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Permeable Pavement

Permeable pavements are made of material that is itself impermeable to water but the material is laid so that space is provided where water can infiltrate into the underlying structure. They reduce peak flows and effects of pollution. They require no additional land take and are therefore highly valuable interventions in dense areas, especially because they are easily accepted by the community around. An aggregate subbase allows water quality improvements and attenuation of flows, while a geotextile layer improves pollutant removal and performance.


Can be used in multifunctional areas but does not provide same benefits as greenspace. Can provide area for recreational use. (8,15, 14)

Air Quality

Not given.

Pluvial Flooding

40% more effective peak flow reduction than conventional pavements, other studies have found runoff reductions of up to 100%, treating the paved area and to an extent even runoff from adjacent areas. Runoff generation can be eliminated. (1, 2, 3, 6, 9, 10, 13, 14)

Fluvial Flooding

Can provide flood prevention downstream by reducing runoff into rivers.

Climate Regulation

Potential to mitigate UHI through evaporation and storage of water but this depends on various factors. If combined with other technologies (see below) may help to reduce emissions. (11, 12, 14)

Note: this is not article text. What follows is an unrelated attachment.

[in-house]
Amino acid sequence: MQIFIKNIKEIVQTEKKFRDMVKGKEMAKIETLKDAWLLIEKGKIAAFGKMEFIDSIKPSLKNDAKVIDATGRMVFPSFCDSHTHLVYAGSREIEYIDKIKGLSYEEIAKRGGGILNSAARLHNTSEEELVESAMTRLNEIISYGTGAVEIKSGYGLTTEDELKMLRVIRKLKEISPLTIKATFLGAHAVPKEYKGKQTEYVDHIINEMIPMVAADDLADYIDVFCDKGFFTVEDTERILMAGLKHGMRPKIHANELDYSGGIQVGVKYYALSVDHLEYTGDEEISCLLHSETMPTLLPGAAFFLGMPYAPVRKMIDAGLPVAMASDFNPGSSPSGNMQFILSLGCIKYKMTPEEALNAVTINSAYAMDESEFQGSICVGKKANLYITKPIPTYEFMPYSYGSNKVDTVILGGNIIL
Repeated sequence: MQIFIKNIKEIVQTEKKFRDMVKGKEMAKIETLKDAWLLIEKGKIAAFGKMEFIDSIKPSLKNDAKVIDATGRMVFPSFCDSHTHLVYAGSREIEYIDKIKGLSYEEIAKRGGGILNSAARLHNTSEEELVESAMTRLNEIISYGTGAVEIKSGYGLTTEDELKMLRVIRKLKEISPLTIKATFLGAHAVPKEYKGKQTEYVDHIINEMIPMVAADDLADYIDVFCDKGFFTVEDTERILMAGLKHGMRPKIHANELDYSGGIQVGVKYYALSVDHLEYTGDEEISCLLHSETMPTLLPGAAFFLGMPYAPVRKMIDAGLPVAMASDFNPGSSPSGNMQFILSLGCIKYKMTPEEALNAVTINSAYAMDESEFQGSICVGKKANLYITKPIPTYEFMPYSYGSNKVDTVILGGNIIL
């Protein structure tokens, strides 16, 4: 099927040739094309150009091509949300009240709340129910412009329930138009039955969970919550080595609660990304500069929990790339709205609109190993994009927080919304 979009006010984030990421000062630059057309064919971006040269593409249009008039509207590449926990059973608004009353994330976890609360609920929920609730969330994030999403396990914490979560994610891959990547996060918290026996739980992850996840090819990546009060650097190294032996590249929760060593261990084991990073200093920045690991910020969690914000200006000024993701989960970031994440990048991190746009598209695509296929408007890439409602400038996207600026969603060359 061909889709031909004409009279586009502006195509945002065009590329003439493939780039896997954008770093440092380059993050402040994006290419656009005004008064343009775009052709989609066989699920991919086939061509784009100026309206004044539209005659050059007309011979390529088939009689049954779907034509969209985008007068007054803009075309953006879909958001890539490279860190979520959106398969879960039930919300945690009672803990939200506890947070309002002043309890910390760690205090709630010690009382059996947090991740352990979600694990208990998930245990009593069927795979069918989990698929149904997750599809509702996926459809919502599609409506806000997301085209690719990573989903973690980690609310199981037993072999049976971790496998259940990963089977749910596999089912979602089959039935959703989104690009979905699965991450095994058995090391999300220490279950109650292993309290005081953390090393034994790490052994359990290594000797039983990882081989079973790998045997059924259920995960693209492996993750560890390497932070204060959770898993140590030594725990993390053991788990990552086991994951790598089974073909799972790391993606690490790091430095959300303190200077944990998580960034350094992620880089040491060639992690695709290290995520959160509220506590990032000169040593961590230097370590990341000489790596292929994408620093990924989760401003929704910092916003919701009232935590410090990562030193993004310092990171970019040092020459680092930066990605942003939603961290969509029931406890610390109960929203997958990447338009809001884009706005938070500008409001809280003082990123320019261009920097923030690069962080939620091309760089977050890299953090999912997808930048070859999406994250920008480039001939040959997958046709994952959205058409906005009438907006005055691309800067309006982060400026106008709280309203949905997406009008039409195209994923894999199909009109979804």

Habitat Provision

Not given.


Low Flows

Permeable pavements can potentially allow groundwater recharge and combined with rainwater harvesting reduce pressure on mains water. (8)


Water Quality

Pollutant reductions are very high but can depend on maintenance. TSS reductions of >60% (58-94), motor oil, diesel and metals (20-99) can be (nearly) completely removed. N and P have varying degrees of removal, dependent on the design of the structure (below ground infiltration). (1, 2, 6, 10, 12)


May allow grass to grow, creating attractive green area where otherwise only paving would be present. Depends on type of pavement used. (7,15)

Cultural Activities

Not given.

Property Values

Depending on type and quality may add value. (14)

Flood Damage

Taking up water from their own area and surrounding areas can help reduce the risk of flooding and the extent of flooding on a larger scale.

Position in the Catchment

Permeable Pavings provide source control and infiltration and can be combined with storage systems. They are the first stage the water passes through. Where runoff cannot be completely eliminated, conveyance to a storage area should be designed.



27-40£/m2 (high). Depends on whether replacement or new development and type of paving. No need for connection to sewer system (saves additional costs). If all costs are taken into account, they are lower than for traditional surfacing and drainage. (4, 7)


Industrial and Domestic. Retrofit possible. The type of pavement used depends on expected traffic load and aesthetic requirements. Only gentle slopes. Adjacent areas need to be stabilised to prevent sediment flow into the paved area. Sand or sediment input can happen especially during construction; contractors have to be made aware of this. (5, 7, 8, 14)


0.5-1£/m3 of water stored/treated. Brushing/vacuuming every 6 months – to prevent the clogging and accumulation of metals in the top layers is likely necessary to maintain good water quality performance. Clogging however is more an issue with porous than permeable pavements. Unlimited design life. (4,5, 7, 8, 14)

Additional Benefits



Trade-offs and Potential Dis-services

Water Re-Use